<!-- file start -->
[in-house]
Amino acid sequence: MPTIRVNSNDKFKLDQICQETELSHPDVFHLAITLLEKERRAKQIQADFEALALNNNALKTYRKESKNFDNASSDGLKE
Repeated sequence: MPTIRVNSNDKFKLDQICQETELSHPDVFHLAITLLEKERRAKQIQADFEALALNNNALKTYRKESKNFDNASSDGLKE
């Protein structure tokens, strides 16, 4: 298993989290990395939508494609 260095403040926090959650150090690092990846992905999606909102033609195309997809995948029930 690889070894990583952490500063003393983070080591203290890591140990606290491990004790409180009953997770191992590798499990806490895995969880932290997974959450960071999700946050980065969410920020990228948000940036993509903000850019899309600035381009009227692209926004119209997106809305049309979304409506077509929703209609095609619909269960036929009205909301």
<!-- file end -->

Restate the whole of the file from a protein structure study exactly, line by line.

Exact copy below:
[in-house]
Amino acid sequence: MPTIRVNSNDKFKLDQICQETELSHPDVFHLAITLLEKERRAKQIQADFEALALNNNALKTYRKESKNFDNASSDGLKE
Repeated sequence: MPTIRVNSNDKFKLDQICQETELSHPDVFHLAITLLEKERRAKQIQADFEALALNNNALKTYRKESKNFDNASSDGLKE
């Protein structure tokens, strides 16, 4: 298993989290990395939508494609 260095403040926090959650150090690092990846992905999606909102033609195309997809995948029930 690889070894990583952490500063003393983070080591203290890591140990606290491990004790409180009953997770191992590798499990806490895995969880932290997974959450960071999700946050980065969410920020990228948000940036993509903000850019899309600035381009009227692209926004119209997106809305049309979304409506077509929703209609095609619909269960036929009205909301």